Hybrid sports pitches are now the playing surface of choice in professional football. Every English Premier League club has a hybrid surface and they are increasingly being used by European teams – Barcelona, Real Madrid and Borussia Dortmund are among the top teams to have joined the hybrid revolution.
Rugby too, has adopted the technology. Out of the Six Nation stadiums, only Italy’s Stadio Olimpico in Rome doesn’t have a hybrid playing surface installed.
The principle of a hybrid pitch is simple. A small amount of synthetic, twisted yarn is stitched into a traditional, natural grass pitch in order to reinforce it. As the grass grows, it intertwines with the synthetic fabric, strengthening the surface and improving stability. The yarn also speeds up the recovery of the grass sward, allows better drainage and increases durability – enabling the pitches to be used more frequently.
Paul Burgess, grounds manager at Real Madrid, sums up the benefits: “The artificial grass makes the pitch stronger, more stable and better to play football on. It makes the pitch look better too.”
GRASSROOTS TO ELITE
While hybrids are now omnipresent across elite stadiums and clubs, they weren’t initially targeted at elite users. Developed by Dutch carpet specialist Desso in 1992, the first sports-specific hybrid pitch – called GrassMaster – was designed for publicly-owned playing fields.
“The GrassMaster was originally developed to allow for more playing hours on municipal fields and pitches,” says Marc Vercammen, vice president at Tarkett Sports – a multinational company that acquired Desso in 2015.
“If you want a natural pitch to remain at a decent playing quality, you need to restrict the hours of play on it. Back then, a natural pitch could take around 250 hours of play a year – or five hours a week.
“The introduction of GrassMaster quadrupled the amount of playing time to around 1,000 hours a year while still offering a good quality surface – thanks to the hybrid system being able to take more punishment. It quickly became very popular with public pitch owners.”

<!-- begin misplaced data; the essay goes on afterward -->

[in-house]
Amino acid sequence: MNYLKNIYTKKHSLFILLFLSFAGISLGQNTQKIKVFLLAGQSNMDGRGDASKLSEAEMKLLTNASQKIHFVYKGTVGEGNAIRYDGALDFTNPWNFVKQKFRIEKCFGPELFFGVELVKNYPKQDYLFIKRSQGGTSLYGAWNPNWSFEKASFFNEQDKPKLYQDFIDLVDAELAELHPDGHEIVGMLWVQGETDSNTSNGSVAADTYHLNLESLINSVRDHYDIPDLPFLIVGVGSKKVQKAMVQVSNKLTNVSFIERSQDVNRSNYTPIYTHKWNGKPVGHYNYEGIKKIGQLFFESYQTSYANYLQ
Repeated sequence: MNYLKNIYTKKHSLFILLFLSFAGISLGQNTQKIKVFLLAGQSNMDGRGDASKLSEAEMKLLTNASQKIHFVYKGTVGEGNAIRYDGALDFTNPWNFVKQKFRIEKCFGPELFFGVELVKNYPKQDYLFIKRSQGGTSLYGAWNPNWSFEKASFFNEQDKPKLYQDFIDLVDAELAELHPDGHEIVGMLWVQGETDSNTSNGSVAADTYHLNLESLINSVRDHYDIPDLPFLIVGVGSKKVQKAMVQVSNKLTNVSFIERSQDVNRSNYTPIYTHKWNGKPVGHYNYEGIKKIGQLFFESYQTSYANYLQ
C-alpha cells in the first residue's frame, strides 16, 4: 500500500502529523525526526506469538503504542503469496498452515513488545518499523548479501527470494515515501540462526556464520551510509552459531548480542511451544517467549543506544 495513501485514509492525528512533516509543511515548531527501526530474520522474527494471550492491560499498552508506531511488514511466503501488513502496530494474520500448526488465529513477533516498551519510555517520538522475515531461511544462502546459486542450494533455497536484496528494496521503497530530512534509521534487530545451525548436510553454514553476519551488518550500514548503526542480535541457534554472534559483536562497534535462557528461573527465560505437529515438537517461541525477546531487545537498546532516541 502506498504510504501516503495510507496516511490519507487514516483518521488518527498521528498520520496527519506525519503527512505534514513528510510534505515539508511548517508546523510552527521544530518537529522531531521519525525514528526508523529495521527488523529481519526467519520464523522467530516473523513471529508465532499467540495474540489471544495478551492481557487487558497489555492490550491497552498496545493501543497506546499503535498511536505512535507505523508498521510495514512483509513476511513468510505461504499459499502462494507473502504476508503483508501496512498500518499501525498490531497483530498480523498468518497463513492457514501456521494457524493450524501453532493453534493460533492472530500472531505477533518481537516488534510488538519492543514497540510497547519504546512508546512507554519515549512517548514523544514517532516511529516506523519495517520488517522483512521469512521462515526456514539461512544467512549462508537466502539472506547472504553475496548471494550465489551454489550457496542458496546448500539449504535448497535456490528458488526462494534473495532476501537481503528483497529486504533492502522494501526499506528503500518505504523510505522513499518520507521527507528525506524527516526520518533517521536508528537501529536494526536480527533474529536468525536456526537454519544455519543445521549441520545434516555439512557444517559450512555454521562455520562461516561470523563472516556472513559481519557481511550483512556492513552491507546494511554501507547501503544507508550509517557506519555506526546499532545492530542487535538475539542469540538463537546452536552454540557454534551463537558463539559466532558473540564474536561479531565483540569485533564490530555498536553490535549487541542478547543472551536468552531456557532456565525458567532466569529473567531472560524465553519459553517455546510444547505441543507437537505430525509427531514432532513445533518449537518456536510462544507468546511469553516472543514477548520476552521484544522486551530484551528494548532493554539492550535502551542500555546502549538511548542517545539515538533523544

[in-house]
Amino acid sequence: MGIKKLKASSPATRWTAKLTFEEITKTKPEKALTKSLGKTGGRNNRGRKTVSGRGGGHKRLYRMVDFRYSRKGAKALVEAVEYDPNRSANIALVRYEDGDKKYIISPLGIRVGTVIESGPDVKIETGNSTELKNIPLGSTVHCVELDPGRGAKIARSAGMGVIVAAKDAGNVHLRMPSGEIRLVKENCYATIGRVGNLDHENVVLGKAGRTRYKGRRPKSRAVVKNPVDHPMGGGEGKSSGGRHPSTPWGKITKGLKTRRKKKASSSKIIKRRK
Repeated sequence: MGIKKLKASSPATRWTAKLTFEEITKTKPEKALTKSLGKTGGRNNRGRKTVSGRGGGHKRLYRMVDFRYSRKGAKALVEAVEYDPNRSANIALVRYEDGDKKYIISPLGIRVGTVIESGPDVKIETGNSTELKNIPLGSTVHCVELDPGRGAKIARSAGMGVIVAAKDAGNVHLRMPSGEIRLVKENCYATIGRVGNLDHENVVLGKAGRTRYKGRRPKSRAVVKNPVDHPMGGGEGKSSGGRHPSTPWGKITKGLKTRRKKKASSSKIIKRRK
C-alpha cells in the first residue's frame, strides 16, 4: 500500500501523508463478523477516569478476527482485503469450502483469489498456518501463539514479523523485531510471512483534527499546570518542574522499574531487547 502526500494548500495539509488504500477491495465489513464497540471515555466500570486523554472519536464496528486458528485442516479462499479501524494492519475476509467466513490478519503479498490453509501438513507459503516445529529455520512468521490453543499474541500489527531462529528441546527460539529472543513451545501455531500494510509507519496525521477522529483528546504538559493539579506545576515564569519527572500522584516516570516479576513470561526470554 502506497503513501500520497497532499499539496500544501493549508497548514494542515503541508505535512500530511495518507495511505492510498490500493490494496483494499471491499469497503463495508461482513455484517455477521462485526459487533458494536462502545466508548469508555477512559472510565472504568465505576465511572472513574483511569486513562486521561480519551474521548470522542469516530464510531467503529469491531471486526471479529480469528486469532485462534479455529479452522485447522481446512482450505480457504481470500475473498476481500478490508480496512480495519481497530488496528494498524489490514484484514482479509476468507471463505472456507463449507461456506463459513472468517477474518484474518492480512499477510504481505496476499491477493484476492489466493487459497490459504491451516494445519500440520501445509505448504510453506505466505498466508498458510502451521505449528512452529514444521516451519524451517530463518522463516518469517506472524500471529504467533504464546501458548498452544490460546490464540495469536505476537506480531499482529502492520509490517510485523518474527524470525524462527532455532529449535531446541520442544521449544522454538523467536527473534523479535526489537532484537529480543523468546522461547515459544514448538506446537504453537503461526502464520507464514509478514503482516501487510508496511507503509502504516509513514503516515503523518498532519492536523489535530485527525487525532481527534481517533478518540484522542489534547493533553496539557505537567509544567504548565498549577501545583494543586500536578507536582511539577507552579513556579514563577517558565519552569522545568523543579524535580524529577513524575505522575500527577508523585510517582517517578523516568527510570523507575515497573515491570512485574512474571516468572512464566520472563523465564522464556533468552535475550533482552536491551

For a while, GrassMaster was first choice for grassroots operators looking to increase pitch usage. It wasn’t until the emergence of 3G synthetic products, which allow near 24-7 usage, that GrassMaster started to lose some market share within the public sector.
By then, however, hybrid technology had been embraced by elite sport – particularly football and rugby – and within 20 years of its launch, GrassMaster had cornered the hybrid pitch market. In fact, it was the only system of its kind – using a stitched-in yarn within a natural grass pitch – until UK-based SIS Pitches launched a similar product, called SISGrass, in 2015.
STITCHED TO LAST
In the quarter of a century since its launch, the stitched-yarn hybrid pitch has, as a concept, changed very little. “The only difference between the first GrassMaster pitches and the ones we supply today is the machine technology used to apply the stitching,” Vercammen says. “The system and yarn itself have remained the same. Some of our competitors might use different raw materials – and the future will tell if those changes are beneficial or not – but the technology is still pretty much the same.”
By “competitors”, Vercammen is referring to SIS Pitches, which has rapidly built a major presence in the market. Since launching SISGrass in June 2015, the company expects to reach 60 hybrid installations by the end of 2017. Its recent successes include securing contracts to supply surfaces to six of the 12 venues at the FIFA World Cup 2018 in Russia.
HITTING THE CARPET
Away from the stitched pitch system, there has been one major innovation in the hybrid pitch market: the introduction of “lay and play” carpet-based pitches. Rather than reinforcing a natural grass pitch by stitching the synthetic fibres into it on-site, the carpets are created by growing the grass around the synthetic fibres in a controlled environment. Once the grass has enveloped the fibres, the turf is picked up, transported to its destination and laid down.
Carpet systems have quickly grown in popularity and can now be found in some of Europe’s most high-profile stadiums, such as the Amsterdam Arena in the Netherlands and the Nuevo San Mamés, home of Spanish club Athletic Bilbao. There are now around 30 hybrid carpet systems on the market. Witnessing the potential of the carpet system has also lead Tarkett – owner of GrassMaster – to create its own lay and play system, called PlayMaster.
The benefits of the carpet system are ease of installation and the cost is sometimes less than that of a stitched pitch. A carpet-based hybrid also doesn’t require a six-week shutdown of the pitch each year to allow maintenance – as is the case with a stitched hybrid pitch. Therefore, carpet-based pitches are ideal for busy venues, which have a hectic events schedule.
While the consensus has so far been that carpet pitches are less durable, requiring replacing every few years – compared to the 10-plus years of a stitched pitch – the technology is catching up.
“With annual renovation and routine maintenance, some carpet systems now have an expected lifespan of more than 10 years,” says Sean Goodwin, director at UK-based contractor Talbot Sports Turf. “One of these is an Italian surface called PowerGrass, which can be installed directly on site and only requires a growing period of about four weeks before use.”
He adds: “Thanks to its softness and durability, it has similar resilience to that of synthetic surface. We’re moving to a situation where hybrid carpets could become affordable to everyone.”